As for your photos showing up even though your account is set to private, I read a few people’s comments on discussion boards that even though they put explicit instructions for the Google bot to NOT index images in certain folders, the images contained in those folders still ended up in Google search. I’m not techy so I hope I summarized what they were saying correctly. Either way, you are not alone.

  2. Lutz Braum says:

    I thought about watermarking my pictures as well, but unless the watermark is in the center of the picture, it’s so easy to simply crop the watermark out (in your example, that would barely affect the picture since the watermark is over a dark part of the picture, at the bottom). And I’m not willing to put a watermark in the middle of the picture – I feel it ruins the visual impact and I feel it makes me look paranoid (or worse: conceited enough to think that my pictures are so good that everyone wants to steal them). So is it really worth going through my entire blog (I have about the same # of pictures as you do) and watermarking them all?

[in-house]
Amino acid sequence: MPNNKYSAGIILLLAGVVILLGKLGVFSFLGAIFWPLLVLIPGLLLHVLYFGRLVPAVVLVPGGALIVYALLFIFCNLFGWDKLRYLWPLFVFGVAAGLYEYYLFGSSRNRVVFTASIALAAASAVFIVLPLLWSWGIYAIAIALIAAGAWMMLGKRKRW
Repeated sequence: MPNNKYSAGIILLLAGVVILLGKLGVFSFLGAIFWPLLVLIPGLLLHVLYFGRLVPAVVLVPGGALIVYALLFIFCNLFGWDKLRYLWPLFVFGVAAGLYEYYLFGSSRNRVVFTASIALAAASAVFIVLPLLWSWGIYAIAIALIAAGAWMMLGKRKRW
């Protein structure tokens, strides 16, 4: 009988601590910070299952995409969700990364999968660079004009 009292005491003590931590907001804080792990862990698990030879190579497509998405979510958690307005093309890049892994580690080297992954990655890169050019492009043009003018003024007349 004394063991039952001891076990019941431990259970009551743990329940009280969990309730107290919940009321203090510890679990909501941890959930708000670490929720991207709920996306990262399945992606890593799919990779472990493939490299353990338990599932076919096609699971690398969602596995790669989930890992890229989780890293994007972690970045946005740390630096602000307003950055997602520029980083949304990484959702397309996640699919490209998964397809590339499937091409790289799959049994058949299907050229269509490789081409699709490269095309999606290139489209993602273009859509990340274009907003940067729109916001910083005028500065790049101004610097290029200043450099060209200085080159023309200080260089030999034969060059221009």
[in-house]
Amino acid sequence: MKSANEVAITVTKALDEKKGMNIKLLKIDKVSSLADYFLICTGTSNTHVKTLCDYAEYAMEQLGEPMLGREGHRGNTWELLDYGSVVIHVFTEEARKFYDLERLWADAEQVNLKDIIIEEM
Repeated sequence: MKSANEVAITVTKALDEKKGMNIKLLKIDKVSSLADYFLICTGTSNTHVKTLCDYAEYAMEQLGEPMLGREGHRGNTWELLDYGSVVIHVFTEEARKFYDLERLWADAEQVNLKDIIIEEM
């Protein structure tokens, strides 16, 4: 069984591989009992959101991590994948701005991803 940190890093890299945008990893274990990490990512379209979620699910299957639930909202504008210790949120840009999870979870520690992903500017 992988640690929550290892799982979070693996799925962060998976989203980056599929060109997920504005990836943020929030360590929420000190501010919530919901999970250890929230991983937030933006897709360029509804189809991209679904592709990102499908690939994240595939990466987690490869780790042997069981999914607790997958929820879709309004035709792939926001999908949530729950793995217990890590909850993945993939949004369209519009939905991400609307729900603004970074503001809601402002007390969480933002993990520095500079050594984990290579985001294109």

• I agree that non-central watermarks can easily be cropped, but I think most of the offenders are just looking for images to use. I expect that those individuals wouldn’t take the time or bother to crop or they understand that the copyright notice should stay. I also think the central watermark is counter to the whole point of me posting images, which is for people to look at them and enjoy them. So I think I’d stop posting images at all before I started centrally watermarking images. This would be different if I were selling images, in which case it might be a good idea so as to preserve the market for unmarked images.

      I should probably add that I don’t consider people using my images as stealing if it is for personal use only and if proper attribution is included. However, if someone takes my image(s) and posts them without proper attribution, even if on a non-commercial blog, then they have stolen (plagiarized) my image. I think the watermark, although not ideal (a link to the source post would be), it is much better than nothing.

      I’d say that if you care about your pictures being distributed without any attribution to you, then you should watermark your images. My concern is as much about protecting my copyright as it is about my brand…letting viewers know that I am the creator of my images.